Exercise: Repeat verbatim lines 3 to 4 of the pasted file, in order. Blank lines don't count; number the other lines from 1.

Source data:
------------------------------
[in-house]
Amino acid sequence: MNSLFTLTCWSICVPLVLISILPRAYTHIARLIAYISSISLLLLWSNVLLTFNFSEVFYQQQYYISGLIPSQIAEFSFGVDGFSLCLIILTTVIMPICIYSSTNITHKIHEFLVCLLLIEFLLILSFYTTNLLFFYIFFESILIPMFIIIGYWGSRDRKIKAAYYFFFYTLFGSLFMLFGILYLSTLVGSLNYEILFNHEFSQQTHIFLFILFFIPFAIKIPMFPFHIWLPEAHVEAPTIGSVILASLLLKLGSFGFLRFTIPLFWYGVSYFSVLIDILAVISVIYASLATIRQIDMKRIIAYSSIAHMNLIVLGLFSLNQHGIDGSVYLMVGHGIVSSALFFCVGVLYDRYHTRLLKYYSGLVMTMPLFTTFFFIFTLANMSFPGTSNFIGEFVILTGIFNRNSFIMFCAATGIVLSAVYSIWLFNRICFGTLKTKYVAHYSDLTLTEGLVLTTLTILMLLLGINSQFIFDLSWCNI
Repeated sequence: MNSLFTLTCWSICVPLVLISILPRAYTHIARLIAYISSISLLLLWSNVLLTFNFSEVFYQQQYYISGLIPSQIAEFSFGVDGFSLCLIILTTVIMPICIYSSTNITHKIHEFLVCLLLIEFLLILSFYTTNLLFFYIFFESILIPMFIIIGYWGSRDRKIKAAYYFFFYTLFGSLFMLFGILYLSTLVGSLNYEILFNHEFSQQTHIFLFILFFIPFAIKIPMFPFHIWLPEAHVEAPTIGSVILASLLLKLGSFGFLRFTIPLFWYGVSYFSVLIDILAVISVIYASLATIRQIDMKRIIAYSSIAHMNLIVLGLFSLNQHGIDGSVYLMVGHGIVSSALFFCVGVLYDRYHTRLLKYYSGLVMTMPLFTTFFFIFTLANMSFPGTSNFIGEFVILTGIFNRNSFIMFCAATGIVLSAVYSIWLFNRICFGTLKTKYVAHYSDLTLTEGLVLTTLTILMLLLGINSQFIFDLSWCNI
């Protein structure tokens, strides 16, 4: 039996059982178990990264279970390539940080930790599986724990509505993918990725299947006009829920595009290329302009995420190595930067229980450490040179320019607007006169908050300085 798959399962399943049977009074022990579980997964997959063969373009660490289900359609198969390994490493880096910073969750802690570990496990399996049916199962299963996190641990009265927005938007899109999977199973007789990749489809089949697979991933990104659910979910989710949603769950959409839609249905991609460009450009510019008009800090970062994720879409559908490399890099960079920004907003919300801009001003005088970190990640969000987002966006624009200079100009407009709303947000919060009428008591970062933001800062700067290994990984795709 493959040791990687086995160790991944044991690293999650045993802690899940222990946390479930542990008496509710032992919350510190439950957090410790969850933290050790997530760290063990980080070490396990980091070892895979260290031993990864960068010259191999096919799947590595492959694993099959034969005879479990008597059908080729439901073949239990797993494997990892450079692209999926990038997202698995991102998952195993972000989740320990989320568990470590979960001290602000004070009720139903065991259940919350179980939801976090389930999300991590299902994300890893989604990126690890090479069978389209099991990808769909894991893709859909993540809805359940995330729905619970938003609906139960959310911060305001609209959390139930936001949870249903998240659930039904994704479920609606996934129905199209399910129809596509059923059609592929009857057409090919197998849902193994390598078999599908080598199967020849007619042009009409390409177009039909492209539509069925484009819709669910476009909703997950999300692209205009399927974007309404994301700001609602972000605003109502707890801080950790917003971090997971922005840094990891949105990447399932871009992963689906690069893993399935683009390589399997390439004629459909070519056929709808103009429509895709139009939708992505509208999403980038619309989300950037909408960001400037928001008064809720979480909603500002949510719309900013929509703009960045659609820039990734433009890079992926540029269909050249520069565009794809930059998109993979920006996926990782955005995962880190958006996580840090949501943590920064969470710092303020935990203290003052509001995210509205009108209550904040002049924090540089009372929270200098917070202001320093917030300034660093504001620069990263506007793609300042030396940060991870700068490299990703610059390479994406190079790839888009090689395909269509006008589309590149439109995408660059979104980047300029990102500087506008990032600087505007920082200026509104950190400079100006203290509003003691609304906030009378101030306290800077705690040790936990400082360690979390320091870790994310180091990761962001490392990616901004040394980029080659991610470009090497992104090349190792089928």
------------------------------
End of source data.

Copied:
Repeated sequence: MNSLFTLTCWSICVPLVLISILPRAYTHIARLIAYISSISLLLLWSNVLLTFNFSEVFYQQQYYISGLIPSQIAEFSFGVDGFSLCLIILTTVIMPICIYSSTNITHKIHEFLVCLLLIEFLLILSFYTTNLLFFYIFFESILIPMFIIIGYWGSRDRKIKAAYYFFFYTLFGSLFMLFGILYLSTLVGSLNYEILFNHEFSQQTHIFLFILFFIPFAIKIPMFPFHIWLPEAHVEAPTIGSVILASLLLKLGSFGFLRFTIPLFWYGVSYFSVLIDILAVISVIYASLATIRQIDMKRIIAYSSIAHMNLIVLGLFSLNQHGIDGSVYLMVGHGIVSSALFFCVGVLYDRYHTRLLKYYSGLVMTMPLFTTFFFIFTLANMSFPGTSNFIGEFVILTGIFNRNSFIMFCAATGIVLSAVYSIWLFNRICFGTLKTKYVAHYSDLTLTEGLVLTTLTILMLLLGINSQFIFDLSWCNI
């Protein structure tokens, strides 16, 4: 039996059982178990990264279970390539940080930790599986724990509505993918990725299947006009829920595009290329302009995420190595930067229980450490040179320019607007006169908050300085 798959399962399943049977009074022990579980997964997959063969373009660490289900359609198969390994490493880096910073969750802690570990496990399996049916199962299963996190641990009265927005938007899109999977199973007789990749489809089949697979991933990104659910979910989710949603769950959409839609249905991609460009450009510019008009800090970062994720879409559908490399890099960079920004907003919300801009001003005088970190990640969000987002966006624009200079100009407009709303947000919060009428008591970062933001800062700067290994990984795709 493959040791990687086995160790991944044991690293999650045993802690899940222990946390479930542990008496509710032992919350510190439950957090410790969850933290050790997530760290063990980080070490396990980091070892895979260290031993990864960068010259191999096919799947590595492959694993099959034969005879479990008597059908080729439901073949239990797993494997990892450079692209999926990038997202698995991102998952195993972000989740320990989320568990470590979960001290602000004070009720139903065991259940919350179980939801976090389930999300991590299902994300890893989604990126690890090479069978389209099991990808769909894991893709859909993540809805359940995330729905619970938003609906139960959310911060305001609209959390139930936001949870249903998240659930039904994704479920609606996934129905199209399910129809596509059923059609592929009857057409090919197998849902193994390598078999599908080598199967020849007619042009009409390409177009039909492209539509069925484009819709669910476009909703997950999300692209205009399927974007309404994301700001609602972000605003109502707890801080950790917003971090997971922005840094990891949105990447399932871009992963689906690069893993399935683009390589399997390439004629459909070519056929709808103009429509895709139009939708992505509208999403980038619309989300950037909408960001400037928001008064809720979480909603500002949510719309900013929509703009960045659609820039990734433009890079992926540029269909050249520069565009794809930059998109993979920006996926990782955005995962880190958006996580840090949501943590920064969470710092303020935990203290003052509001995210509205009108209550904040002049924090540089009372929270200098917070202001320093917030300034660093504001620069990263506007793609300042030396940060991870700068490299990703610059390479994406190079790839888009090689395909269509006008589309590149439109995408660059979104980047300029990102500087506008990032600087505007920082200026509104950190400079100006203290509003003691609304906030009378101030306290800077705690040790936990400082360690979390320091870790994310180091990761962001490392990616901004040394980029080659991610470009090497992104090349190792089928």